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Koko grasped ASL quickly.

Koko grasped ASL quickly.

When Dr. Francine “Penny” Patterson began teaching Koko sign language, it soon became apparent that gorilla hands were shaping the language in a unique way. But as A CONVERSATION WITH KOKO dramatically shows, the difference wasn’t surprising, for gorilla hands are shaped quite differently than a person’s. In particular, gorilla thumbs are smaller than ours, meaning the apes can’t make some signs the way a person would. As a result, Koko has developed what Patterson calls Gorilla Sign Language, or GSL.

GSL isn’t the first new sign language. People in Europe, Asia, and the Americas have all developed their own sign languages, just as they have created their own spoken and written languages. And just as written English is built from an alphabet of 26 letters, ASL is built from a collection of fluid, expressive gestures. The meanings of some signs are clear even to those who don’t speak ASL. Putting fingers to your mouth, for instance, refers to eating, while a pantomime of fluttering fingers means rain. Other signs, however, are much more abstract and may have no obvious relationship to their meaning. There is no obvious reason, for instance, why a particular finger twisted at the cheek should mean “candy.” But just as poets mold English into surprising new combinations and creative kids invent entire new slang vocabularies every year, ASL users are constantly evolving their language, developing new signs or stringing old ones together in startling new ways.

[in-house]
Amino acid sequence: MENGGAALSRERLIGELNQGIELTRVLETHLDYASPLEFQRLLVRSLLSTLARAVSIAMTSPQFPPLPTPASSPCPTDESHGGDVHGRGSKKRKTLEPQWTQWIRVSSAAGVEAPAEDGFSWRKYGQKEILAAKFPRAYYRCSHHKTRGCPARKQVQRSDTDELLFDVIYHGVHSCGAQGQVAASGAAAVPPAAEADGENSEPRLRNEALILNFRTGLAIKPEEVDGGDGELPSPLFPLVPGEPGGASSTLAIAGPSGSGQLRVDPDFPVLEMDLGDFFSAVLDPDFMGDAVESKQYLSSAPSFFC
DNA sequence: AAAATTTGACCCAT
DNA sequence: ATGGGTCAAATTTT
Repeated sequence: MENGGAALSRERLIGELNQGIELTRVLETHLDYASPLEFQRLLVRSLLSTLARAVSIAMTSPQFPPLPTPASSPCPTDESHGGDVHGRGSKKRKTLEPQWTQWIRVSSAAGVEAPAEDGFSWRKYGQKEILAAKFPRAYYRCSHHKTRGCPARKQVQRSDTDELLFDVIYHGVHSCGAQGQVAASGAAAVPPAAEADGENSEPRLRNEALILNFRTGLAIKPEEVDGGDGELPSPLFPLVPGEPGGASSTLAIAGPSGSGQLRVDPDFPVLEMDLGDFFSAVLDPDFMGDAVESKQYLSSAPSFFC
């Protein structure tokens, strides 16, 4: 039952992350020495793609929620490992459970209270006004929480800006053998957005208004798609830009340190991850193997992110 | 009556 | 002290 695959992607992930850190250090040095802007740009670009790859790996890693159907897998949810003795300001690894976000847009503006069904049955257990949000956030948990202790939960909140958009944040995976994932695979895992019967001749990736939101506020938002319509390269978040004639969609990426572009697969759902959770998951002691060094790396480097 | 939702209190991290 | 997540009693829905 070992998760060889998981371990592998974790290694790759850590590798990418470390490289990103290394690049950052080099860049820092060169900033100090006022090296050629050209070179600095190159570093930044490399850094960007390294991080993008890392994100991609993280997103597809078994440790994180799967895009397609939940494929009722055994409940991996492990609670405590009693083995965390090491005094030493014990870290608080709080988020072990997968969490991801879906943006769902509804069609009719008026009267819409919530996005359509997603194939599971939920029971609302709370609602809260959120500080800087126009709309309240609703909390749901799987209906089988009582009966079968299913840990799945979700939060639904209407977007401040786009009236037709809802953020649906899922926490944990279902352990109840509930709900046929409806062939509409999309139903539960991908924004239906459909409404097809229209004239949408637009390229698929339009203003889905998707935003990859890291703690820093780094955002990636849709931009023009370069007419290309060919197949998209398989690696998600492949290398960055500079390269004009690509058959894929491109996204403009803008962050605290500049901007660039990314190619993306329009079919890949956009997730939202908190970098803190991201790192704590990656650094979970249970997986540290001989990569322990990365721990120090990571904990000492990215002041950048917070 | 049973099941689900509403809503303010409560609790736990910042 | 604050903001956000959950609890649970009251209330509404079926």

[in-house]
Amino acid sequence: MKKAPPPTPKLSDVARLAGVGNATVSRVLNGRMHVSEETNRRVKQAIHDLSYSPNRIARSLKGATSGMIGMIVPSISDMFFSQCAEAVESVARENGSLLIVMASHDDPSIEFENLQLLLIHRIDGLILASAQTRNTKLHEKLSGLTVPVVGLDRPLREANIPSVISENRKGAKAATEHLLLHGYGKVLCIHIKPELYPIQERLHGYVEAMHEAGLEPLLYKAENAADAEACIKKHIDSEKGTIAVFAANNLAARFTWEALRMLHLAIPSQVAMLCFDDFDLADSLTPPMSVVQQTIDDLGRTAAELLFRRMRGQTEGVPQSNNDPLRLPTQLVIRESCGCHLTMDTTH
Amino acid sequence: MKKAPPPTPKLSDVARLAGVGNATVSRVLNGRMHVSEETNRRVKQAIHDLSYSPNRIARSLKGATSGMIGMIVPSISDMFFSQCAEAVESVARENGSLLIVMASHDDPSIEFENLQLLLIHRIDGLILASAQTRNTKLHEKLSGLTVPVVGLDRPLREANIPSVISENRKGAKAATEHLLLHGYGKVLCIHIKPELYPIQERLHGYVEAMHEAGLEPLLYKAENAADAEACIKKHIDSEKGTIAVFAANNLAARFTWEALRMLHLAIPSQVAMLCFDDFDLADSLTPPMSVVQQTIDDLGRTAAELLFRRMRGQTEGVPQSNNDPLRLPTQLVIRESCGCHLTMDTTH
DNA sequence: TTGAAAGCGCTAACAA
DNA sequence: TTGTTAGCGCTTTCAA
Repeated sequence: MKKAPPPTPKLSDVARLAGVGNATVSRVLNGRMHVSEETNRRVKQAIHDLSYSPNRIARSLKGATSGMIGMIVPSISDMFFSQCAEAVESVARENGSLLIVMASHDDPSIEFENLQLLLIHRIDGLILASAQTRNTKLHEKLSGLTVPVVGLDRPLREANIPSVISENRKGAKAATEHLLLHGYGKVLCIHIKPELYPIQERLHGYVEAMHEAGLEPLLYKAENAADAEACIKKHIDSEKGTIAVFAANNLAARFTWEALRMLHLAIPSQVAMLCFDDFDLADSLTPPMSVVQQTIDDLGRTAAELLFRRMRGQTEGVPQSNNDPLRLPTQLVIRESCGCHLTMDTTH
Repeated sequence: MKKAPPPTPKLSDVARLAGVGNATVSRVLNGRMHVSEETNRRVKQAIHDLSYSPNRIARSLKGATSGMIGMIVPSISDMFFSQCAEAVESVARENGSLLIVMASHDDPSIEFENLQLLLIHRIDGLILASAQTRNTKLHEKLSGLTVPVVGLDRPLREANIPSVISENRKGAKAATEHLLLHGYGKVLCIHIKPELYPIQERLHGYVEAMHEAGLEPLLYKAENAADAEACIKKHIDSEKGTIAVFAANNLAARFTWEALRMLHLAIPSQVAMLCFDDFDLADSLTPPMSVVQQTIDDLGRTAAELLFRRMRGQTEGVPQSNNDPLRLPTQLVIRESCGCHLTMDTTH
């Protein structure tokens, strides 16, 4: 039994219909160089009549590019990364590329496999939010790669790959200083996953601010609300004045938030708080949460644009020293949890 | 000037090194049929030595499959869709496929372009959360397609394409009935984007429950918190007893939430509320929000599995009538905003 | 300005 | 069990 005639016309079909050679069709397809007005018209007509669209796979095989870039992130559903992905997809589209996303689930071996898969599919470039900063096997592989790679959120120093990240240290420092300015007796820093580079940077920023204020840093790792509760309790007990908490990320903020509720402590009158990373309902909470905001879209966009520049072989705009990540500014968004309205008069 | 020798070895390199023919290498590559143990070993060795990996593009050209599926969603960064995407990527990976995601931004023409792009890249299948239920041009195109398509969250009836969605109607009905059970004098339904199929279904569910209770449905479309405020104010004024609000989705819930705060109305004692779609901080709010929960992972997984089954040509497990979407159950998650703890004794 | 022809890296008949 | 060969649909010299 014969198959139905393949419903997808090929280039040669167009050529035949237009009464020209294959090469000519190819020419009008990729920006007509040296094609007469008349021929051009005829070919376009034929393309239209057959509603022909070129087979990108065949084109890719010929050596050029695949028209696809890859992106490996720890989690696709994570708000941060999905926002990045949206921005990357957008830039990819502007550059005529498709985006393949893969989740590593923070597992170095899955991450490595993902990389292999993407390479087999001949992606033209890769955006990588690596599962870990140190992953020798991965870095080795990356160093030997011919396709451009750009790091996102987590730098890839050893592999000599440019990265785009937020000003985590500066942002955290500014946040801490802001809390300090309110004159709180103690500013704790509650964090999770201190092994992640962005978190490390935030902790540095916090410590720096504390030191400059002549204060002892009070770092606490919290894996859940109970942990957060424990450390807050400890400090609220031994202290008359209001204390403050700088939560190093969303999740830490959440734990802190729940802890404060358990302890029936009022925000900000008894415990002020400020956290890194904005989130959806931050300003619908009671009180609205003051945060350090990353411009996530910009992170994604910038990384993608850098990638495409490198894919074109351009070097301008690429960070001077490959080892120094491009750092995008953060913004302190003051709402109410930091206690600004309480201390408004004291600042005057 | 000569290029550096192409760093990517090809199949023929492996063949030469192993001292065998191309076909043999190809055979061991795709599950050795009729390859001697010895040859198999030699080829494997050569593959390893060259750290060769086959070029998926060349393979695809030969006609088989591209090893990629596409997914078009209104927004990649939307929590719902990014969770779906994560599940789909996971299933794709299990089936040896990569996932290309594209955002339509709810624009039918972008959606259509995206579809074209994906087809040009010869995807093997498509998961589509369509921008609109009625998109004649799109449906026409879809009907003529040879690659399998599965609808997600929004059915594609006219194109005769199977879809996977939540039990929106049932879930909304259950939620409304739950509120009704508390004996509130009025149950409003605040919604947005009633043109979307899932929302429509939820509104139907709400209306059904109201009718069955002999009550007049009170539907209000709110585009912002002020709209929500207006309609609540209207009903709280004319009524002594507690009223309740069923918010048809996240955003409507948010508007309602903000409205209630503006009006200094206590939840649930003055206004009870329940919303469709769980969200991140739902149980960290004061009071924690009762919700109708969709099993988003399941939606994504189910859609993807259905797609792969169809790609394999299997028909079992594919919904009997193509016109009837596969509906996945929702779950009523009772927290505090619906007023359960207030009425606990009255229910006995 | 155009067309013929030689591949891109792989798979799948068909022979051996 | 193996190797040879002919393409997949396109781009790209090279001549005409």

That people can teach each other new ASL signs isn’t surprising. But the idea that people could teach a gorilla to sign surprised many. Koko’s quick grasp of ASL, however, may have been aided by the fact that wild gorillas already appear to have their own form of sign language. Researchers have detected a whole suite of hand gestures and body postures the animals use to communicate; to Koko, learning ASL may seem like learning a dialect of her own existing language. And just as humans often adapt foreign words to their own language, Koko appears to have adapted ASL signs to fit her own needs — and the shape of her hands. Just as bilingual speakers have created mixed languages like “Spanglish” (Spanish and English), Koko apparently has created GSL, a mixture of ASL and her own gestures.

But don’t look for GSL at your local zoo any time soon. So far, only Koko and Michael can use or understand it. And it is not known if Koko or another gorilla parent can teach it to a baby. ASL, in contrast, is the fourth most used language in the United States, with millions of speakers — all of whom are aided as they speak by slightly larger thumbs!



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